That pesky alveolar trill
January 7, 2009 1:47 PM   Subscribe

Is it possible to learn how to do the alveolar trill / rolled 'R'

I'm a native English speaker who has moved to Norway. My inability to produce one of the key sounds of the Norwegian language, the rolled r, is at least comic and at worst renders a percentage of what I try to say incomprehensible to sensitive ears.

I find that Norwegians are ...getting there, but are not as sympathetic to foreigners speaking Norwegian as English or American speakers are of people who have English as a second-language. Norwegians are not as used to hearing Norwegian imperfectly reproduced and are fairly tolerant of it whilst at the same time impressed that one has made the effort.

I've got a couple of problems I'm aware of within the language which I can work on alone, but one thing I'm painfully aware of is my inability to roll my rs. It just doesn't seem to be in my mouth's repertoire! Those who can do this just say "but come on, just do this: rrrrrrrrr!!".

Does anyone know how I can begin to get those rs rolled? Any non-roller want to stop by and say it can be done?
posted by dance to Writing & Language (19 answers total) 39 users marked this as a favorite
I had to do this when I was an English speaker learning Spanish. It can be done, and all you really need to do is go somewhere away from other people and make lots of funny noises. Do not do this if you're in a cubicle at work!
1. Relax your tongue. No, relax more. Imagine you're a Labrador puppy on a hot day.
2. Your mouth and teeth should be slightly open.
3. Exhale over your tongue. Hrrrr.
4. Now try it with a consonant. Brrr. Prrr. Trrr.
I don't know the Norwegian for it, so: ¡buena suerte!
posted by Fiasco da Gama at 2:06 PM on January 7, 2009 [4 favorites]

I'm not a non-roller, as I'm Portuguese, but the easiest way I can describe the articulation of the movement is that it is like... gargling. Only without any liquid in your mouth, and obviously not throwing your head back. Can you do that?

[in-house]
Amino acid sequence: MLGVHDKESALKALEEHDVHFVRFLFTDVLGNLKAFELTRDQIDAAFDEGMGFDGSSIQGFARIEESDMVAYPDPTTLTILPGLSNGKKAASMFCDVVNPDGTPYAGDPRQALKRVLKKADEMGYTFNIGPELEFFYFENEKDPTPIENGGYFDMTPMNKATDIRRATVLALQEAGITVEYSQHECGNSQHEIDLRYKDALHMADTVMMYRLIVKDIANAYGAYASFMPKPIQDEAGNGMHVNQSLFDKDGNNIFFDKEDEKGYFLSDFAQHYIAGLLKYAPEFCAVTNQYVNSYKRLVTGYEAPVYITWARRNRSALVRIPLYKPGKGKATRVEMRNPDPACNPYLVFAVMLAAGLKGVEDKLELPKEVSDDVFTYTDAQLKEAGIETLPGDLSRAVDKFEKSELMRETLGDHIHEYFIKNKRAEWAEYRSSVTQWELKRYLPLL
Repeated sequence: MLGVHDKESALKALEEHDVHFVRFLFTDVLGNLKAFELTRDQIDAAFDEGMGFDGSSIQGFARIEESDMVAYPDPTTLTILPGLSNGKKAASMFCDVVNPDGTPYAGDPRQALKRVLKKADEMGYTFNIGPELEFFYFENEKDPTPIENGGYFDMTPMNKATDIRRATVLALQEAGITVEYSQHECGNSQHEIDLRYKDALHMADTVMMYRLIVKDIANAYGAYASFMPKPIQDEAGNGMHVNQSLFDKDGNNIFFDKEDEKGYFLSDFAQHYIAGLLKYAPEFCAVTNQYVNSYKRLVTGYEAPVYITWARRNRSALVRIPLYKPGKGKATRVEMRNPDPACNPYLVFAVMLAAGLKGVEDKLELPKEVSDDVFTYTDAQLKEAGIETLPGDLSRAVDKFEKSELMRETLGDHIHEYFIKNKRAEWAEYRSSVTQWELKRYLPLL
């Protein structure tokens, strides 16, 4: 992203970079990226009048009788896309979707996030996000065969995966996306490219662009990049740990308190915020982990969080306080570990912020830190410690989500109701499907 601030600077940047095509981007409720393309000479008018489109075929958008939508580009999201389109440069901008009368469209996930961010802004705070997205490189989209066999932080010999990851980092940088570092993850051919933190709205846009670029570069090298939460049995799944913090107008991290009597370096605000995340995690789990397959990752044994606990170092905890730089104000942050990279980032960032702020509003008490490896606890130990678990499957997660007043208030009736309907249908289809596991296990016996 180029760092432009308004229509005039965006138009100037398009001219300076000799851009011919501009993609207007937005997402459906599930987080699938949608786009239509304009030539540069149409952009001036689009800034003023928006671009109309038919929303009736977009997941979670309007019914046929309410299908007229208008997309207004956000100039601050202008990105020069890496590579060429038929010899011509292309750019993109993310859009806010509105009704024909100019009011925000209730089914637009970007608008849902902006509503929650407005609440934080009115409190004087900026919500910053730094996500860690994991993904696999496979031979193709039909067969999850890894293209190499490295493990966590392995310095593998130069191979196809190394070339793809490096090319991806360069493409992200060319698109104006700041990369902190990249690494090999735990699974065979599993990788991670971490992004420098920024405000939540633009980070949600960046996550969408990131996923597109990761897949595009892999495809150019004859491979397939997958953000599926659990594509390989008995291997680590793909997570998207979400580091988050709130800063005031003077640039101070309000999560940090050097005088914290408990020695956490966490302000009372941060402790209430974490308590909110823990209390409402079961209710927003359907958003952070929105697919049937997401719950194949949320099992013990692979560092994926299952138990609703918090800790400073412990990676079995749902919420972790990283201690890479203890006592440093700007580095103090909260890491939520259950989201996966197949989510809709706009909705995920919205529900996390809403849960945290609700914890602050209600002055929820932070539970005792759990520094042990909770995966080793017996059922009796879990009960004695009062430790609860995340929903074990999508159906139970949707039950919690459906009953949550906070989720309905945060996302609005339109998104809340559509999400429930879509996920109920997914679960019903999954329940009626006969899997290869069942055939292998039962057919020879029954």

posted by neblina_matinal at 2:08 PM on January 7, 2009

Sorry, you clearly said alveolar "r", and I gave you a [R]. The r is harder to explain... It's a matter of getting the tip of your tongue vibrating... I can imagine it's hard for anyone not born into it. What Fiasco da Gama (yeah, I get your punsy name) suggests is worth a try, if it makes sense to you.
posted by neblina_matinal at 2:12 PM on January 7, 2009

I was never able to do it when I learned Italian, but my linguist friend made a suggestion that helped a lot:

Try making the "tt" sound from "butter." Now loosen your tongue. Move it slightly back towards "R" (hopefully, that'll make sense to you.)

It's not quite the proper rolled r, but it sounds quite close.
posted by JMOZ at 2:46 PM on January 7, 2009 [3 favorites]

Do remember learning how to whistle?* It probably took a while to figure out the exact lip shape, air flow, and tongue position to achieve that desired sound. This rolled r is not that different in difficulty or method of acquisition (do not get confused here - the actual physical articulation of whistling and trill-making are quite different. This is just an analogy). Alveolar trills are hard if you didn't spend your early years working on them. Like whistling, or a coordinated exercise activity, such as a squat, swimming stroke, or even wiggling your ears.

*At the age of thirty now, I finally succeeded in learning how to whistle. It took about six months. I would spontaneously practice in the car, at home, wherever. I'm a linguist, so you'd think I'd have some advantage. But it's really about putting the time in and gaining the muscle memory for that particular articulation. You can do it, you just got to practice, practice, practice!

People above have given you some good suggestions about things to try while practicing.
posted by iamkimiam at 3:16 PM on January 7, 2009